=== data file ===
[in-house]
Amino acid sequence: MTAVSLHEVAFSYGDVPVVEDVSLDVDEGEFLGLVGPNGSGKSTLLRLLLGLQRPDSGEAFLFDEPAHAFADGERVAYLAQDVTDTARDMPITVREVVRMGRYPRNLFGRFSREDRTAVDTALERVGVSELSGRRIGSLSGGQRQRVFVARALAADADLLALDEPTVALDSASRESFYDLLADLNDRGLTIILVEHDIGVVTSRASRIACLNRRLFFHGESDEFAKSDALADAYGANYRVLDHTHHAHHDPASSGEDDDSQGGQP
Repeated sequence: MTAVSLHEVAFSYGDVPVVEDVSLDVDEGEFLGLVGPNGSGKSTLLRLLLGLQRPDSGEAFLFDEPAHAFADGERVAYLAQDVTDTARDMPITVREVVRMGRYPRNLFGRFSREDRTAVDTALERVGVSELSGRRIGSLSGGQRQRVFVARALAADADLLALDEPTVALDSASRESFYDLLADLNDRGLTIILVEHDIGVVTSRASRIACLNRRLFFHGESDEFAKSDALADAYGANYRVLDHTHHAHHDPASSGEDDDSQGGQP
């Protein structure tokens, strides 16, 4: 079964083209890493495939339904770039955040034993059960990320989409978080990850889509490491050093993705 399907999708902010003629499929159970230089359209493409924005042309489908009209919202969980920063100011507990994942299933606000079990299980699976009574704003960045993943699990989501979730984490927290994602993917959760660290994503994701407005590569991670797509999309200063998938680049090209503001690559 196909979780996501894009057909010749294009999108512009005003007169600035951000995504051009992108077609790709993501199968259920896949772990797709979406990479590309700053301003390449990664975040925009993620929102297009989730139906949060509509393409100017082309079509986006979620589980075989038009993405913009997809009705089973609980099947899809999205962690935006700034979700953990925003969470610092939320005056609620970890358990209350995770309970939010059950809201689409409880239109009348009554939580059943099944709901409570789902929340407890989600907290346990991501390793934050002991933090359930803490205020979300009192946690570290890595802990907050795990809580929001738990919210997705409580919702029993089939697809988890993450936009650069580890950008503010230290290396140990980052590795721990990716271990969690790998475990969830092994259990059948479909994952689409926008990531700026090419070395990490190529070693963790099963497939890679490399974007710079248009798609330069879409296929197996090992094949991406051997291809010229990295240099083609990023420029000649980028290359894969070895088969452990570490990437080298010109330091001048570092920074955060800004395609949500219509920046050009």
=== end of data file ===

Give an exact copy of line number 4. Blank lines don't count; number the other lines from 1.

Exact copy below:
């Protein structure tokens, strides 16, 4: 079964083209890493495939339904770039955040034993059960990320989409978080990850889509490491050093993705 399907999708902010003629499929159970230089359209493409924005042309489908009209919202969980920063100011507990994942299933606000079990299980699976009574704003960045993943699990989501979730984490927290994602993917959760660290994503994701407005590569991670797509999309200063998938680049090209503001690559 196909979780996501894009057909010749294009999108512009005003007169600035951000995504051009992108077609790709993501199968259920896949772990797709979406990479590309700053301003390449990664975040925009993620929102297009989730139906949060509509393409100017082309079509986006979620589980075989038009993405913009997809009705089973609980099947899809999205962690935006700034979700953990925003969470610092939320005056609620970890358990209350995770309970939010059950809201689409409880239109009348009554939580059943099944709901409570789902929340407890989600907290346990991501390793934050002991933090359930803490205020979300009192946690570290890595802990907050795990809580929001738990919210997705409580919702029993089939697809988890993450936009650069580890950008503010230290290396140990980052590795721990990716271990969690790998475990969830092994259990059948479909994952689409926008990531700026090419070395990490190529070693963790099963497939890679490399974007710079248009798609330069879409296929197996090992094949991406051997291809010229990295240099083609990023420029000649980028290359894969070895088969452990570490990437080298010109330091001048570092920074955060800004395609949500219509920046050009």